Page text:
We would not be dedicating a whole page to this subject if it wasn’t worth it, but Belgium has one of the highest densities of Michelin starred restaurants in Europe, and by extension, the world. The Belgian food and hospitality industry at almost all levels is superb and one of the country’s greatest assets.
There are several (international) stages where top chefs are offered the chance to compete and compare their skills with their peers.
However, Michelin remains the 'Champions League' of professional cookery and the scale by which to judge the top end of the business.
The French company behind the guide started up business as a major tyre-manufacturer and known in motoring history as the developer of the first interchangeable pneumatic tyres.
So maybe it will come as a surprise to many that Michelin does more than just award stars to restaurants.
They’re still in that business, but Michelin is also synonymous with maps, tourism guides and above all the (in)famous red restaurant and hotel guides listing some of the best food found across the globe.
Michelin In Belgium
True foodies will have an abundance of top gastronomy to delight them in Belgium. The province of West Flanders, for instance, is simply littered with Michelin stars. Bruges, the capital of the province , is the Michelin epicenter of Belgium. The metropolitan area has about 120,000 inhabitants but boasts no less than nine starred restaurants. Brussels has more stars than Berlin or Amsterdam.
The other provinces are no slouches either; there are Michelin ambassadors spread across the country.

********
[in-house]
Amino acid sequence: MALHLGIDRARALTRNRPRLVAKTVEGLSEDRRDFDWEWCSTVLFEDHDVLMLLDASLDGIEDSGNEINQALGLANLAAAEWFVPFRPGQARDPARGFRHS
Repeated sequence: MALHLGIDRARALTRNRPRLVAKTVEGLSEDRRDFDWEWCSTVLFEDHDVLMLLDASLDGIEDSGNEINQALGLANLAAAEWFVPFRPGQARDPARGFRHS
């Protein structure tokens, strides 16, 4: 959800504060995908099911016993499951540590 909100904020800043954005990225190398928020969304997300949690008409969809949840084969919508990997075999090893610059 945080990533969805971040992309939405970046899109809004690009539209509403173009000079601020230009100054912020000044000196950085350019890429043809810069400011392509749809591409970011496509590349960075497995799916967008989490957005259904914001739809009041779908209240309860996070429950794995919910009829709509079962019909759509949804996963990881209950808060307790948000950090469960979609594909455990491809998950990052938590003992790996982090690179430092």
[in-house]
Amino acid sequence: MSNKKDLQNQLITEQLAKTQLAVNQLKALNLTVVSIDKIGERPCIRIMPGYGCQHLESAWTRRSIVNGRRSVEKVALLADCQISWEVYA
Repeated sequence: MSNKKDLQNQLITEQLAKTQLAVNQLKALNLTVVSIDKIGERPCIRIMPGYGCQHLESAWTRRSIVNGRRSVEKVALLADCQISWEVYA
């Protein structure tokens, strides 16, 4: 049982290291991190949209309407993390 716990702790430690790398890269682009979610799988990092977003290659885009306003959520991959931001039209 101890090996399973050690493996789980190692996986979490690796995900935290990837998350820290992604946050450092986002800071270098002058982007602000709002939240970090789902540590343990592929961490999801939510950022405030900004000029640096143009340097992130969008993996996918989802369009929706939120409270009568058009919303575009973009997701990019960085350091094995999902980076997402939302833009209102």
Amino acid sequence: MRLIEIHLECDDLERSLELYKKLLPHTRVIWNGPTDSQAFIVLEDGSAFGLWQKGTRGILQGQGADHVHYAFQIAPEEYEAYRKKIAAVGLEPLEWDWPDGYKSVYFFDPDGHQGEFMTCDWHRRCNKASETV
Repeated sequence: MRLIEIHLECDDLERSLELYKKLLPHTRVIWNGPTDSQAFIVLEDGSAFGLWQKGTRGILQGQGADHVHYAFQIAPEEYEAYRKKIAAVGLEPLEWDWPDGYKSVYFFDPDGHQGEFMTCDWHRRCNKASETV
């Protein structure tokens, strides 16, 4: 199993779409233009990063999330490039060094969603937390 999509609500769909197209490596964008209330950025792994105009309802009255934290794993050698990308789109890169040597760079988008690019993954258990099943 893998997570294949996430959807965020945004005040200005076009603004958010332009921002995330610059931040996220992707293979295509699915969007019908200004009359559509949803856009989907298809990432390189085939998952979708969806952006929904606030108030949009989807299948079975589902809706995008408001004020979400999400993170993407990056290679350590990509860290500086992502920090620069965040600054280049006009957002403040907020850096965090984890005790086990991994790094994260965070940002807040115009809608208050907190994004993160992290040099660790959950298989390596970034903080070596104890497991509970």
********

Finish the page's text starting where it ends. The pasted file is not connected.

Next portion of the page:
Most of the restaurants that get star spangled appreciation, serve the more refined style of French-Belgian cuisine. However, you can also find some representatives of more exotic cuisines on the list. Quite a few of Belgium’s decorated chefs also offer accommodation, work as caterers, run a bistro alongside their restaurants, write books and appear regularly on television.
Last but not least, our aficionados should not fear, Michelin chefs in Belgium are not afraid to use or serve their nation’s specialty beers.
Birth Of A Travel Guide
The Michelin brothers André and Edouard presented their first guide at the Paris World Fair in 1900. It was the first of its kind and quite a revolutionary idea at the time. The guide skipped over the traditional extensive historical and cultural sections and focused instead on listing post offices, local businesses offering lodging or food and garages where you could fuel up and change your tyres – Michelin of course.
Cars were a new means of transport and there were very few of them on the road, so the infrastructure supporting motoring was thin on the ground. Back then, going out for a drive was quite an adventurous endeavour and not to be taken lightly.
As Michelin were in the business of selling tyres and clients were scarce, there was no harm in directing drivers to their product by handing out free practical guides showing where to find them. It’s safe to say that the Michelin guide started out as nothing more than a clever marketing gimmick.
The concept of awarding stars to restaurants as well as the elaborate system of symbols to replace text was only added much later, about ten years after the First World War, this to keep the guide compact and easy to store while on the road. This use of icons was groundbreaking and is still used in nearly every modern travel guide.
Michelin and Gastronomy